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The Innsmouth Cycle

Hermetic Library Fellow T Polyphilus reviews The Innsmouth Cycle: The Taint of the Deep Ones in 13 Tales [Amazon, Bookshop, Local Library] selected and introduced by Robert M Price, part of the Call of Cthulhu Fiction series.

Price The Innsmouth Cycle

The Chaosium-published “Cycle” books, as edited by Robert M. Price, generally take a Cthulhu Mythos “entity” and supply a full range of literature for it: the key Lovecraft stories, likely prior influences, and later derivations. In this case, center stage is given to the Deep Ones of “The Shadow over Innsmouth.” I almost skipped re-reading the Lovecraft story itself, since it is the longest in the book, and I always have other things to read. But I’m glad I didn’t: it’s one of my favorites, and it really held up to the repeat reading, which was further enhanced by some of Price’s remarks in the general introduction, where he discusses the initiatory dimension of the tale. Given the fondness that I have for “The Shadow over Innsmouth,” I thought the other stories might have a hard time measuring up. But I found this collection very strong on the whole. 

With the exception of the three poems placed at the end, the contents are arranged roughly chronologically by date of first publication. Price has identified three predecessor stories. The first and least relevant is the brief Dunsany Pegana piece “Of Yoharneth Lahai.” It may be the source of the name Y’ha-nthlei as Price contends, but it contributed no substance to Lovecraft’s Atlantic citadel of the Deep Ones. “The Harbor-Master” was the first Robert W. Chambers story I had read that wasn’t in The King in Yellow, and it was quite good; in fact it may goad me to read the remainder of In Search of the Unknown, the site of its original publication. “Fishhead” by Irvin S. Cobb is an effective little tale also. But in both the Chambers and Cobb stories, the ichthyoid men are isolated freaks of nature, whereas the terribleness of the Lovecraftian Deep Ones has a great deal to do with the extent of their society, or even conspiracy.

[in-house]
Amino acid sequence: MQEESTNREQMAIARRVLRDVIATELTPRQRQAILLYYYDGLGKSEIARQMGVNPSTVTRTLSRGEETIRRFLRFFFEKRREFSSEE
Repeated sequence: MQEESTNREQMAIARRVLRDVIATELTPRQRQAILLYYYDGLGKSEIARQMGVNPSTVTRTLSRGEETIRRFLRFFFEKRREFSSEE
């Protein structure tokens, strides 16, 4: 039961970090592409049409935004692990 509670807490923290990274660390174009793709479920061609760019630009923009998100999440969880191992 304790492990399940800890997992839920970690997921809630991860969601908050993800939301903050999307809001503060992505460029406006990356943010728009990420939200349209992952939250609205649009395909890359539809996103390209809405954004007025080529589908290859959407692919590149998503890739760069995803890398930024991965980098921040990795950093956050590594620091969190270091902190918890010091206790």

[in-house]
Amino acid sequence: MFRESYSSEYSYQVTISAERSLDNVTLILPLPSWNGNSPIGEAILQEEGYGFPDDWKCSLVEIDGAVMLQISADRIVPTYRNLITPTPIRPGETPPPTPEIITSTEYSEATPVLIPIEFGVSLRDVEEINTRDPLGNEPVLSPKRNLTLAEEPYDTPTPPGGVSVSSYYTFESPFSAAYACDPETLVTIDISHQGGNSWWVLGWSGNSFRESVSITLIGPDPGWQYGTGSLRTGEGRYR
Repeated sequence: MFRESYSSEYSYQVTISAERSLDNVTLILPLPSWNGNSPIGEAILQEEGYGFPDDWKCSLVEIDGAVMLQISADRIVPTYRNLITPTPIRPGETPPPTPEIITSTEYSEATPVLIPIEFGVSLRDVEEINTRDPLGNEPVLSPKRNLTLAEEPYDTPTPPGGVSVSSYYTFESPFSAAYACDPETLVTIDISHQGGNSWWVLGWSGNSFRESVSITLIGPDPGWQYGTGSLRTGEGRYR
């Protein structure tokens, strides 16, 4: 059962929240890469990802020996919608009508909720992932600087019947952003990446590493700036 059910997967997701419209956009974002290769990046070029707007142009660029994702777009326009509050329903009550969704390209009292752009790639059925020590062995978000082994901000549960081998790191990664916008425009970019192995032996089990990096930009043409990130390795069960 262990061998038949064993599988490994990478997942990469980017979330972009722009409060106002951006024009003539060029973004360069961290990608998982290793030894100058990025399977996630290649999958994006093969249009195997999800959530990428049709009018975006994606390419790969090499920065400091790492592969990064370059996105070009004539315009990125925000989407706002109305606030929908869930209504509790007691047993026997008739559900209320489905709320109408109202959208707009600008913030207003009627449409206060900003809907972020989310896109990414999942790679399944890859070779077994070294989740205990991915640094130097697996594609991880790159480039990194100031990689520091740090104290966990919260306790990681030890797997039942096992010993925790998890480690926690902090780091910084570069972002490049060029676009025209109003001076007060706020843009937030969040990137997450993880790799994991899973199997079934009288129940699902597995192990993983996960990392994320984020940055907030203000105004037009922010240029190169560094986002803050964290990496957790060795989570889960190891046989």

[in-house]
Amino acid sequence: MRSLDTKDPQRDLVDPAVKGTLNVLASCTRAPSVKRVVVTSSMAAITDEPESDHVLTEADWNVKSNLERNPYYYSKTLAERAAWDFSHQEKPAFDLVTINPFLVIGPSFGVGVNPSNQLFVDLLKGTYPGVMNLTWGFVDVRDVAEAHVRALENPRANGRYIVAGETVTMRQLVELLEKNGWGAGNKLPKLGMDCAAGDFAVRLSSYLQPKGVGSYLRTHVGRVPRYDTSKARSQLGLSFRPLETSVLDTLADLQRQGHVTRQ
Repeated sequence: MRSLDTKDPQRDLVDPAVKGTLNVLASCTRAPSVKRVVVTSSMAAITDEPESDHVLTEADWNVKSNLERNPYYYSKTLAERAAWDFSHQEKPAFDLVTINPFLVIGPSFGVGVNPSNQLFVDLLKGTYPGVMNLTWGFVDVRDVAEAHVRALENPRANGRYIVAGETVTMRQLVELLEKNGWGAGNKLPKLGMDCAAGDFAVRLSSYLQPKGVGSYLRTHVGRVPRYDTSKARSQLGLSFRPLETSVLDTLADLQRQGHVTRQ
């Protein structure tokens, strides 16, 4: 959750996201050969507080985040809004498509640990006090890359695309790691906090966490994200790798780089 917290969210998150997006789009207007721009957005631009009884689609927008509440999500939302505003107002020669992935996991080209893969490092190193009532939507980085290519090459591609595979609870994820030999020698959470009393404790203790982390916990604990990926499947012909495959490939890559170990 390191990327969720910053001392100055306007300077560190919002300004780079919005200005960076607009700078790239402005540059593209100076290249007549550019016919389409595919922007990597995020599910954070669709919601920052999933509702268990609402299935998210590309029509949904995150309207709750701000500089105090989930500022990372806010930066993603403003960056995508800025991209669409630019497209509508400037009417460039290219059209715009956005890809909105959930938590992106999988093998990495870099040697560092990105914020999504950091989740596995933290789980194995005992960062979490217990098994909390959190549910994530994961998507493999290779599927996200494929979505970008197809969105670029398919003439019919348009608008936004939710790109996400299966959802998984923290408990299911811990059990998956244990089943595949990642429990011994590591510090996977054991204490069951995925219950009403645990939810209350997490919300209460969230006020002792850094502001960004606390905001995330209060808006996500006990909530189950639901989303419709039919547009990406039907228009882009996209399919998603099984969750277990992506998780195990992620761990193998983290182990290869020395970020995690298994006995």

That element is played up well in a number of the latter-day tales, most especially “Innsmouth Gold” (Vester), “Custos Sanctorum” (Johnson), “Rapture in Black” (Rainey), “Live Bait” (Sargent), and “Devil Reef” (Glasby). I preferred these 1980s and 90s pieces to the 1960s and 70s work of James Wade and Franklyn Searight, although the Wade stories in particular can be seen as predecessor tales themselves to Alan Moore’s splendid Neonomicon. The majority of the newer stories have very explicit links to the original Lovecraft story, usually mentioning Innsmouth by name and often setting their principal events in the same mythical New England town. Geographic outliers include Big Sur (“The Deep Ones”), Chicago (“Rapture in Black”), and Essex, England (“Custos Sanctorum”). 

The high level of inter-textual continuity is surprising, in that none of these stories are mere pastiches. I was profoundly charmed by the mystical “Transition of Zadok Allen” which concludes the prose section of the book. The trio of poems at the end are of mixed value, and they are sequenced by increasing length and greater conformity to the contents of “The Shadow over Innsmouth.” The whole collection is quite worthwhile, and I would recommend it to fans of weird horror generally, beyond addicts of Lovecraftiana.

a prototypic American, one whose view of honor and dignity was circumscribed by lust for gain. He thought of Americans as a decadent people whose idea of refinement is fluffy toilet paper. Affluent children who race about their highways, playing with their CB radios, pretending to be World War II pilots. Where is the fiber in a people whose best-selling poet is Rod McKuen, the Howard Cosell of verse?

Trevanian, Shibumi: A Novel [Amazon, Bookshop, Publisher, Local Library]

Hermetic quote Trevanian Shibumi prototypic American honor dignity circumscribed lust gain decadent people refinement fluffy toilet paper affluent children Rod McKuen Howard Cosell verse

In the tradition of all great America ideas, [they] have created a confident plan for action, no matter how costly, impractical, or dangerous.

Sean Bonner and Allen Morgenstern, The New Oklahoma [Amazon]

Hermetic quote Bonner Morgenstern The New Oklahoma confident costly impractical dangerous

The actual Devil. In a limo with Jenna Steele, a bag of Mexican weed, and six bullets in him. He was an American, too. The fans and blogs were right about that. He had been an American for a very long time.

Michael Poore, Up Jumps the Devil